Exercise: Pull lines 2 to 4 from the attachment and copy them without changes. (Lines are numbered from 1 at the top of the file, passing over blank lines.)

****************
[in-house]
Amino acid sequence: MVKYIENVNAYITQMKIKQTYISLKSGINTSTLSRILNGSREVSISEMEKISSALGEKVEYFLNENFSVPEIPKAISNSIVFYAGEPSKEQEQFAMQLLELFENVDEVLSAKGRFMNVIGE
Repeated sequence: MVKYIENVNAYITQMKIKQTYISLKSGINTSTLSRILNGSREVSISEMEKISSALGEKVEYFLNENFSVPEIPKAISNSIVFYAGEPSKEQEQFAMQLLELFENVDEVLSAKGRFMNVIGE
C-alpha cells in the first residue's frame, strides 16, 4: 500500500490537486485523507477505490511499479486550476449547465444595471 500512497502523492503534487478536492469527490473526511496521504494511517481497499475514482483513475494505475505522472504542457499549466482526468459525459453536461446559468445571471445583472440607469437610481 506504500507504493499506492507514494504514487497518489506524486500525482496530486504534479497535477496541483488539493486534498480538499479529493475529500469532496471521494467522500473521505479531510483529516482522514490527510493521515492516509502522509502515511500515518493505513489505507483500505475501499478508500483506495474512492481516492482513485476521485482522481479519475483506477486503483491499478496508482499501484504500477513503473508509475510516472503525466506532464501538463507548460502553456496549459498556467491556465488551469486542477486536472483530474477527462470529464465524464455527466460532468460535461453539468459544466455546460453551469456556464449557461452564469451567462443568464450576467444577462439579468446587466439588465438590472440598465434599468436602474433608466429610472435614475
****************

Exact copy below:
Amino acid sequence: MVKYIENVNAYITQMKIKQTYISLKSGINTSTLSRILNGSREVSISEMEKISSALGEKVEYFLNENFSVPEIPKAISNSIVFYAGEPSKEQEQFAMQLLELFENVDEVLSAKGRFMNVIGE
Repeated sequence: MVKYIENVNAYITQMKIKQTYISLKSGINTSTLSRILNGSREVSISEMEKISSALGEKVEYFLNENFSVPEIPKAISNSIVFYAGEPSKEQEQFAMQLLELFENVDEVLSAKGRFMNVIGE
C-alpha cells in the first residue's frame, strides 16, 4: 500500500490537486485523507477505490511499479486550476449547465444595471 500512497502523492503534487478536492469527490473526511496521504494511517481497499475514482483513475494505475505522472504542457499549466482526468459525459453536461446559468445571471445583472440607469437610481 506504500507504493499506492507514494504514487497518489506524486500525482496530486504534479497535477496541483488539493486534498480538499479529493475529500469532496471521494467522500473521505479531510483529516482522514490527510493521515492516509502522509502515511500515518493505513489505507483500505475501499478508500483506495474512492481516492482513485476521485482522481479519475483506477486503483491499478496508482499501484504500477513503473508509475510516472503525466506532464501538463507548460502553456496549459498556467491556465488551469486542477486536472483530474477527462470529464465524464455527466460532468460535461453539468459544466455546460453551469456556464449557461452564469451567462443568464450576467444577462439579468446587466439588465438590472440598465434599468436602474433608466429610472435614475